And I’m not done yet with that sentence spoken by Thomas, because there’s another clue hidden in it. Can you see what it is?
It’s that Thomas chooses to tell Mrs. Dashwood that Lucy smiled as she told Thomas she had changed her name. And, again, this smile can be explained as Lucy’s malice, because she knows that Thomas will report back to the Dashwood women, and she smiles as she imagines the knife blade that will cut through Elinor’s heart when she hears the news, which Lucy is careful to keep vague as to who her husband is.
But I suggest that this smile is also part of the Jane Austen Code, in that my research has shown, over and over again, that when a character smiles, especially a character who might be especially prone to deception, like Lucy, it may point to a cause that is not immediately obvious to the reader, but that requires thought to imagine what it might mean. Because, again, as with Jane Austen’s hidden word games, Jane Austen is in those instances not going to explicitly explain what hidden reason that character might have for smiling.
And in this case, I suggest that Lucy smiles because of what her name becomes when she marries, i.e., the name of the Devil! And, further, that gives darkly humorous meaning to “in these parts”—as if we were talking about Satan jetting in to Eden just in time to wreak havoc with Adam and Eve in Paradise Lost—“these parts” means, the earthly “Eden” inhabited by human beings! And recall that Satan does not appear to Eve as Satan himself—in effect he changes his “name” by assuming the appearance of a serpent!!!
So…does all of that convince the skeptics amongst you that this wordplay leading to “Lucifer” is intentional on Jane Austen’s part?
If not, then now I will tell you about the final broad hint which I discovered just this morning, as I was rereading the above hints in Chapter 47---and, best of all, I realized immediately that this other broad hint was actually within “reading distance” of Lucy’s smiling change of name. Here, have a look for yourself, see if you can spot it yourself:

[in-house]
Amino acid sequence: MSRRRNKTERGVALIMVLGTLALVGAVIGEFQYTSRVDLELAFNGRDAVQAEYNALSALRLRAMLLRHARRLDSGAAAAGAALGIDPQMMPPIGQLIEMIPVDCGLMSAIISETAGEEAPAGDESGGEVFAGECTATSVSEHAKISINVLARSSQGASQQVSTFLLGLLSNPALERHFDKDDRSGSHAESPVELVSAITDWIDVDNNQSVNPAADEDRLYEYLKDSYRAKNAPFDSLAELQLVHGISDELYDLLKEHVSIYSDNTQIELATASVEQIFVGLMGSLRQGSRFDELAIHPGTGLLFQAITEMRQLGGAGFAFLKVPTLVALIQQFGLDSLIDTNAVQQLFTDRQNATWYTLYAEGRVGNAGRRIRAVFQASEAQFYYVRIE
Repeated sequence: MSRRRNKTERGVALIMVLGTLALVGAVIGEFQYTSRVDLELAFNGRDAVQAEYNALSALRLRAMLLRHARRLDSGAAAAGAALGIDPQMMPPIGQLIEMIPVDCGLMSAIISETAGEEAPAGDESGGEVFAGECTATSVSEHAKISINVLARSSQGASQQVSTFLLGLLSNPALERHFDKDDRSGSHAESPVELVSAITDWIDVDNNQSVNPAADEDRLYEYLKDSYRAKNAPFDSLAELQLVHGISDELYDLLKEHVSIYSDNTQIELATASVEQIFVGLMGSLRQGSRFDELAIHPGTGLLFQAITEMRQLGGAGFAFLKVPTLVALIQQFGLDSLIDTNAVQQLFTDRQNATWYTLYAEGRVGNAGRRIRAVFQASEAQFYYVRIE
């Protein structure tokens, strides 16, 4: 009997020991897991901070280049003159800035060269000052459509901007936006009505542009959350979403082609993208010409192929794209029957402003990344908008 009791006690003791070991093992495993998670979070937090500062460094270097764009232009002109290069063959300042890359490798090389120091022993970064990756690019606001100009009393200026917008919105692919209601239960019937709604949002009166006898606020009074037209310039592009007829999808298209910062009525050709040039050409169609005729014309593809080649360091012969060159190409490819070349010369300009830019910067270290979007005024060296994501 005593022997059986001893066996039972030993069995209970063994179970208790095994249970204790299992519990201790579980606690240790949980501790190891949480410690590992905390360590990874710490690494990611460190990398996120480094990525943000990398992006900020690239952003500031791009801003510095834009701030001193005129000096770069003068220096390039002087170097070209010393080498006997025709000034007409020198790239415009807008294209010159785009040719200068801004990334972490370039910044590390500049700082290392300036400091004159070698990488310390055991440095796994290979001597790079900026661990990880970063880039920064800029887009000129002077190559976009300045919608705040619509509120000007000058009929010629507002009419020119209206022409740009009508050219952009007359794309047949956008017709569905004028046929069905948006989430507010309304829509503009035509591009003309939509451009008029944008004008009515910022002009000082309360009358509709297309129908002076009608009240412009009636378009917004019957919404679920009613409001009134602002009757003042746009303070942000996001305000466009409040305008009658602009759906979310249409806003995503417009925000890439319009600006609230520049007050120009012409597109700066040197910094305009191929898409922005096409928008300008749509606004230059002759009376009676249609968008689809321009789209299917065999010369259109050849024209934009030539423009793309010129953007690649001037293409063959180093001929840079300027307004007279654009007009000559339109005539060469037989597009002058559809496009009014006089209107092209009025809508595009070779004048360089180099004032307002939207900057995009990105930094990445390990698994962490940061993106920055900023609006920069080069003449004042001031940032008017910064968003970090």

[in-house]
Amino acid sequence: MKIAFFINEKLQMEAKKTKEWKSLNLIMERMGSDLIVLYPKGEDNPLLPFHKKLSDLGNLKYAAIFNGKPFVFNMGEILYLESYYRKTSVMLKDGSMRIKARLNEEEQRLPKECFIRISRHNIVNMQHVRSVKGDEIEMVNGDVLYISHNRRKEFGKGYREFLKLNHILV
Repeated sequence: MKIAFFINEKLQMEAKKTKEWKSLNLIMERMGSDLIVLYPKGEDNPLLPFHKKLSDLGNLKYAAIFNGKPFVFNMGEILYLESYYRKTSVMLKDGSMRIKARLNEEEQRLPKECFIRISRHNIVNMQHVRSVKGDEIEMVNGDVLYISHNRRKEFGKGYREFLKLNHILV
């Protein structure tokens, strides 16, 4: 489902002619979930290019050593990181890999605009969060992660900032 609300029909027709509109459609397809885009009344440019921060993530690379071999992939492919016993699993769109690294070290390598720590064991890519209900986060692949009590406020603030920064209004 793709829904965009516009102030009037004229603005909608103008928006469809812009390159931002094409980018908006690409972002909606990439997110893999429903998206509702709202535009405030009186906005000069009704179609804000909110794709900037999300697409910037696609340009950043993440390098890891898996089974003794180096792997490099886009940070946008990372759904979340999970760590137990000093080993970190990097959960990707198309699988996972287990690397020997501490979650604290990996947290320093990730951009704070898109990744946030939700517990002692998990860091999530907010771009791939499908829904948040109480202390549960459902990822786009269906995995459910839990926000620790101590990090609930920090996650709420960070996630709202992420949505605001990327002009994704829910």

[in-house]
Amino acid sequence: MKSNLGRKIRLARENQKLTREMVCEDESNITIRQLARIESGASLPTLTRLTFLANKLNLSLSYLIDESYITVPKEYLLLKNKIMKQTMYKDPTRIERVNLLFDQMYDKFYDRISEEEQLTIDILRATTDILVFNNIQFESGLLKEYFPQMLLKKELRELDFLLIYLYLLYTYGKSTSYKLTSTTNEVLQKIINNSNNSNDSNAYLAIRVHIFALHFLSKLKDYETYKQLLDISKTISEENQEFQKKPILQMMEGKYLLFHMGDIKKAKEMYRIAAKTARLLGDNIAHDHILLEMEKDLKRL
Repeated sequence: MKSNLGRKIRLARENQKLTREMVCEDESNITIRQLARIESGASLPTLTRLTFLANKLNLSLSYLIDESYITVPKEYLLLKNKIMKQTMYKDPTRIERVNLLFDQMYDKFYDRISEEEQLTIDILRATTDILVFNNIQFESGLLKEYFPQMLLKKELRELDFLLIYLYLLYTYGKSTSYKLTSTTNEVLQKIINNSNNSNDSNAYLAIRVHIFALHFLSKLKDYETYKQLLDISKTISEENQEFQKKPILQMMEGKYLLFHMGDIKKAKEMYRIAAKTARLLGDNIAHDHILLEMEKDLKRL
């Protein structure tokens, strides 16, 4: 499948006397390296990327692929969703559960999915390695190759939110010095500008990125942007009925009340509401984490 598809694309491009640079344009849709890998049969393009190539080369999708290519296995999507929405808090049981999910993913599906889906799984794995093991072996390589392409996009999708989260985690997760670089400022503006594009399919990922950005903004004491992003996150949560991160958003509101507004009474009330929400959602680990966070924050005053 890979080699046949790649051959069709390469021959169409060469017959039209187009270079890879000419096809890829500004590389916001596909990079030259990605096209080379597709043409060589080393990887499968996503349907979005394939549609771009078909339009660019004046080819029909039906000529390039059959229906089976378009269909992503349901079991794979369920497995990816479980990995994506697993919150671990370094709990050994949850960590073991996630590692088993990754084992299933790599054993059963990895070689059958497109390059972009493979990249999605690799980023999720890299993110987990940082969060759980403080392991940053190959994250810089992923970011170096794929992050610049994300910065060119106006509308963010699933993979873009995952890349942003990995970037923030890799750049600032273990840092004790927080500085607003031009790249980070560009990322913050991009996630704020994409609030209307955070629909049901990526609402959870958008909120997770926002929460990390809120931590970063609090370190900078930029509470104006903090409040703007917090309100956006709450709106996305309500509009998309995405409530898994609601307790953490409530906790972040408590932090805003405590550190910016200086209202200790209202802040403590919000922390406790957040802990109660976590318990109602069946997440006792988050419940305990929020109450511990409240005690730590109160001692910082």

[Thomas] "Yes, ma'am. SHE SMILED, and said how she had CHANGED HER NAME since she was IN THESE PARTS. She was always a very affable and free-spoken young lady, and very civil behaved. So, I made free to wish her joy."
"Was Mr. Ferrars in the carriage with her?"
"Yes, ma'am, I just see him leaning back in it, but he did not look up;—he never was a gentleman much for talking."
Elinor's heart could easily account for his not putting himself forward; and Mrs. Dashwood probably found the same explanation.
"Was there no one else in the carriage?"
"No, ma'am, only they two."
"Do you know where they came from?"
"They come straight from town, as Miss Lucy—Mrs. Ferrars told me."
"And are they going farther westward?"
"Yes, ma'am—but not to bide long. They will soon be back again, and then they'd be sure and call here."
Can you see the other hint, hiding in plain sight? If so, bravo! In any event, when you’re ready, scroll down for the answer:
It’s in this sentence:
"They come straight from town, as Miss Lucy—Mrs. Ferrars told me."
It is the perfect subliminal cue, because there are only two names in that sentence, and look what you see when you put those two names in ALL CAPS:
"They come straight from town, as Miss LUCY—Mrs. FERRARS told me."
There, separated only by an inconsequential dash and a nondescript “Mrs.”, is Lucy’s married name, LUCY FERRARS, which we will see again, but then with no intervening verbiage, in Lucy’s letter in Chapter 49!
So step back now and consider the whole of what I have presented, above, and really think about it. Observe what a super-sly, riddling puzzle-mistress Jane Austen really is here! She does not merely give us these visual clues as to Lucy’s Luciferian persona, she adds several winks---winks which, in the Jane Austen Code, are standard operating procedure. The ambiguous smile, the interrupted sentence, the partially fragmented name, all designed with exquisite care to create a subliminal effect—a Trojan Horse Moment in the reader’s mind.
And the final wonderful aspect of all of the above is metafictional. We have Jane Austen, in effect, smiling herself as she plays this clever game with us. We have Jane Austen, in effect, interrupting herself just before she explains her game to us. Jane Austen is Lucifer herself, in effect, whispering in the reader’s ear, “Lucifer, Lucifer, Lucifer”…..
So….does anyone who was previously skeptical about my claim that “Lucy Ferrars” was Jane Austen’s totally intentional code for “Lucifer” still not believe I am correct even now?